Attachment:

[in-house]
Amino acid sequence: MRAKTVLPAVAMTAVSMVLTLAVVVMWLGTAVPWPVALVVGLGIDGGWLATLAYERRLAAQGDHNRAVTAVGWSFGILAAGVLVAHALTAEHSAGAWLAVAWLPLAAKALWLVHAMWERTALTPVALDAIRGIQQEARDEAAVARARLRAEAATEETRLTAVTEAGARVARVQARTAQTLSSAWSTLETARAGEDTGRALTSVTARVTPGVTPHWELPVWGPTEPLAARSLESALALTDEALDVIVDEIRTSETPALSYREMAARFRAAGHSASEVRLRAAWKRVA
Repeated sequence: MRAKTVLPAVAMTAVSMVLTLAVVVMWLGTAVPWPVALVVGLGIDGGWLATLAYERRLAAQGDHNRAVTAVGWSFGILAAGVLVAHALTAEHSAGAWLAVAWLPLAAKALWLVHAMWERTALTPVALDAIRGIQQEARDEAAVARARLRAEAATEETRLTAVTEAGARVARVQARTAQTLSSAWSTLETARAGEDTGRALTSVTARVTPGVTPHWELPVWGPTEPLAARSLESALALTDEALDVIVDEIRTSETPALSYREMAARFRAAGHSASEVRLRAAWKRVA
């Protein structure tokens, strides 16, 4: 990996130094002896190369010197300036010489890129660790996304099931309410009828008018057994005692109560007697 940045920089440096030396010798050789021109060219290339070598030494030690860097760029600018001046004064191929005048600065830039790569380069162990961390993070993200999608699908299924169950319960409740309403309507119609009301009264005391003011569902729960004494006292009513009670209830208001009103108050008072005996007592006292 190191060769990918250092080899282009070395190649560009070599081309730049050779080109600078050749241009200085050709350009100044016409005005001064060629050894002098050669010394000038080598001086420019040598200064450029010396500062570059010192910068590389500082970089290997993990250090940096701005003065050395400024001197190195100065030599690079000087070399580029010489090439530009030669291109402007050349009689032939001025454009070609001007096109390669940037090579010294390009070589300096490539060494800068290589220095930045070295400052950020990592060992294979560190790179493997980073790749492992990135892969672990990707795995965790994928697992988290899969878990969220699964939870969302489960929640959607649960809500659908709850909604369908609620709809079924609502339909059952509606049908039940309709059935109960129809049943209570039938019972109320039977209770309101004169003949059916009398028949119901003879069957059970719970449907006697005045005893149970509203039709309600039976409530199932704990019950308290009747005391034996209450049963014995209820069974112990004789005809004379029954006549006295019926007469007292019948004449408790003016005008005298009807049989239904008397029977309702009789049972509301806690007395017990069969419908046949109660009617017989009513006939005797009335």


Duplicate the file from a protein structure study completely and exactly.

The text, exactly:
[in-house]
Amino acid sequence: MRAKTVLPAVAMTAVSMVLTLAVVVMWLGTAVPWPVALVVGLGIDGGWLATLAYERRLAAQGDHNRAVTAVGWSFGILAAGVLVAHALTAEHSAGAWLAVAWLPLAAKALWLVHAMWERTALTPVALDAIRGIQQEARDEAAVARARLRAEAATEETRLTAVTEAGARVARVQARTAQTLSSAWSTLETARAGEDTGRALTSVTARVTPGVTPHWELPVWGPTEPLAARSLESALALTDEALDVIVDEIRTSETPALSYREMAARFRAAGHSASEVRLRAAWKRVA
Repeated sequence: MRAKTVLPAVAMTAVSMVLTLAVVVMWLGTAVPWPVALVVGLGIDGGWLATLAYERRLAAQGDHNRAVTAVGWSFGILAAGVLVAHALTAEHSAGAWLAVAWLPLAAKALWLVHAMWERTALTPVALDAIRGIQQEARDEAAVARARLRAEAATEETRLTAVTEAGARVARVQARTAQTLSSAWSTLETARAGEDTGRALTSVTARVTPGVTPHWELPVWGPTEPLAARSLESALALTDEALDVIVDEIRTSETPALSYREMAARFRAAGHSASEVRLRAAWKRVA
């Protein structure tokens, strides 16, 4: 990996130094002896190369010197300036010489890129660790996304099931309410009828008018057994005692109560007697 940045920089440096030396010798050789021109060219290339070598030494030690860097760029600018001046004064191929005048600065830039790569380069162990961390993070993200999608699908299924169950319960409740309403309507119609009301009264005391003011569902729960004494006292009513009670209830208001009103108050008072005996007592006292 190191060769990918250092080899282009070395190649560009070599081309730049050779080109600078050749241009200085050709350009100044016409005005001064060629050894002098050669010394000038080598001086420019040598200064450029010396500062570059010192910068590389500082970089290997993990250090940096701005003065050395400024001197190195100065030599690079000087070399580029010489090439530009030669291109402007050349009689032939001025454009070609001007096109390669940037090579010294390009070589300096490539060494800068290589220095930045070295400052950020990592060992294979560190790179493997980073790749492992990135892969672990990707795995965790994928697992988290899969878990969220699964939870969302489960929640959607649960809500659908709850909604369908609620709809079924609502339909059952509606049908039940309709059935109960129809049943209570039938019972109320039977209770309101004169003949059916009398028949119901003879069957059970719970449907006697005045005893149970509203039709309600039976409530199932704990019950308290009747005391034996209450049963014995209820069974112990004789005809004379029954006549006295019926007469007292019948004449408790003016005008005298009807049989239904008397029977309702009789049972509301806690007395017990069969419908046949109660009617017989009513006939005797009335």